Earth’s distinctive chemical composition may have been shaped by the evaporation of molten rock from planetesimals (the precursors of planets), according to two independent studies published in Nature this week. These findings could help to explain how Earth, Mars and other rocky bodies in our Solar System formed.
Earth and other rocky planets have different compositions from chondritic meteorites, which are thought to represent the primitive conditions in the Solar System and are considered to have been the building blocks of Earth. Although some explanations for the variations have been proposed, not all differences have been accounted for. The evaporation of molten rock from growing planetesimals seems to fill some of the gaps in our understanding. Remco Hin and colleagues find that this process can explain the differences they observe in magnesium isotope abundances between differentiated bodies, such as Earth, and chondritic meteorites. In a separate study, Ashley Norris and Bernard Wood also conclude that the depletion of certain elements on Earth could have resulted from the evaporation of molten rock on precursor bodies. They recreated processes that occurred during Earth’s formation by melting rock in a furnace, and found that some elements could escape in vapour released from the molten rock in proportions similar to that observed within Earth.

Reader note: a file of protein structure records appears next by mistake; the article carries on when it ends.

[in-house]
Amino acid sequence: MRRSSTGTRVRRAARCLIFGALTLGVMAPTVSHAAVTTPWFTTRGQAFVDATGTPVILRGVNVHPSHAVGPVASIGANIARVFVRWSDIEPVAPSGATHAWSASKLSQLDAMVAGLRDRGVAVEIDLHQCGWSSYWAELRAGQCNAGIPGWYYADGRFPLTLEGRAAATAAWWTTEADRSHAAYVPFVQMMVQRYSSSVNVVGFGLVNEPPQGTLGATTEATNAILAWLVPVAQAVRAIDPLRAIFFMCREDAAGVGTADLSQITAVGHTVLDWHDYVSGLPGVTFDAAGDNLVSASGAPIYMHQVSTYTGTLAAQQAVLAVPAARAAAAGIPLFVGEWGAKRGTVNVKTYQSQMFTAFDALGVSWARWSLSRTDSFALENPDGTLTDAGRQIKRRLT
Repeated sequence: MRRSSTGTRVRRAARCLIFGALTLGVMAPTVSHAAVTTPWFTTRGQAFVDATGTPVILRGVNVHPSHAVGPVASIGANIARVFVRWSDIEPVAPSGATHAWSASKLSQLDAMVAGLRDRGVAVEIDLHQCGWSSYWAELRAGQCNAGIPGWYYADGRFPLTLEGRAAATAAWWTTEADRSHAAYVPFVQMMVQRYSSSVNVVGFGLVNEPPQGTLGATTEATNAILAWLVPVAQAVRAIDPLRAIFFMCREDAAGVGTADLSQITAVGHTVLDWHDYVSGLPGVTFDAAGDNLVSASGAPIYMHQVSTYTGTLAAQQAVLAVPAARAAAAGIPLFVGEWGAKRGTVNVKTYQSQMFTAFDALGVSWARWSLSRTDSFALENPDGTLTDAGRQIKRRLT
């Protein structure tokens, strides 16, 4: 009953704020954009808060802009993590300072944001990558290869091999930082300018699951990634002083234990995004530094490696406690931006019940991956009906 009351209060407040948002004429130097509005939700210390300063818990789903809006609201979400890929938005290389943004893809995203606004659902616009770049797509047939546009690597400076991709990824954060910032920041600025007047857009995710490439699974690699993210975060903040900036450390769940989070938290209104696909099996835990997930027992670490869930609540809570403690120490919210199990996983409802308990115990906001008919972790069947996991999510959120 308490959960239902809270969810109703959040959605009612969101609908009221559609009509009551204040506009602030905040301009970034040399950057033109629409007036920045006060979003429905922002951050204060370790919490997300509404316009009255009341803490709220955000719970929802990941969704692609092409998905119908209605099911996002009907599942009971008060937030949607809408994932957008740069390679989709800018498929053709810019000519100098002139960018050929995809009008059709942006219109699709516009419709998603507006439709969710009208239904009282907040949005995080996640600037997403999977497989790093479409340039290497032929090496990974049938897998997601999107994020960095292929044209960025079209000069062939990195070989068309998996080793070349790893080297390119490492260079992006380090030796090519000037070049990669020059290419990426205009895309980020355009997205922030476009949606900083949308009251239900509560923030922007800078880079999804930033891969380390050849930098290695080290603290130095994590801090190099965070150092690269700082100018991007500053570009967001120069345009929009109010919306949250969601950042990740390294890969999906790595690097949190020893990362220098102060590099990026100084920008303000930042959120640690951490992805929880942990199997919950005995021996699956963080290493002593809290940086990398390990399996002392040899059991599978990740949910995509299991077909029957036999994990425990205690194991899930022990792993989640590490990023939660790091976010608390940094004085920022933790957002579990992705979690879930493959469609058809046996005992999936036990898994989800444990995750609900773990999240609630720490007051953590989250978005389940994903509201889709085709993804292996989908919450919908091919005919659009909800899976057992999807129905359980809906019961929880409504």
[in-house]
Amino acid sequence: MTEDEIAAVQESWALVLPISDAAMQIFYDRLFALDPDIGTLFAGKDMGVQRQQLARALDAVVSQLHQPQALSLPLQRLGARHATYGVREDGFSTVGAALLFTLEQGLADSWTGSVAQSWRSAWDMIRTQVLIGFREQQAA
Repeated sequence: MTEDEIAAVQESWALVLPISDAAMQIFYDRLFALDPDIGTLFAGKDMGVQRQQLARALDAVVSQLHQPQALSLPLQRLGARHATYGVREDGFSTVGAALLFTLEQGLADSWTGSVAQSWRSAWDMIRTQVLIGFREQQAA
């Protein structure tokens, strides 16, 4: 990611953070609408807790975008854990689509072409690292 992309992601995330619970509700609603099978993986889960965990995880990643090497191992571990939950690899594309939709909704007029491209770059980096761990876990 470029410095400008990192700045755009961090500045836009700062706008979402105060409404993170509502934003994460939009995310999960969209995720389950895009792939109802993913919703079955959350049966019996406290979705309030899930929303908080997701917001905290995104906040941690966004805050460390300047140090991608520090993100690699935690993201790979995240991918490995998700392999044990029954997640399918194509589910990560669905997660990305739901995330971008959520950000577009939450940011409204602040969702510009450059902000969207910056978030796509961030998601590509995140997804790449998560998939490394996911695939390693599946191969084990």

Both groups suggest that collisions between planetesimals, such as the Moon-forming impact, may have driven the melting and evaporation of the growing bodies. Understanding the physical chemistry of melting evaporation could be an arbiter of competing models of planet formation, writes Edward Young in an accompanying News & Views article. He adds that although these studies are not the first to suggest a role for collisions in the depletion of certain elements, they may encourage further studies of how collisions may have shaped the chemical makeup of planets.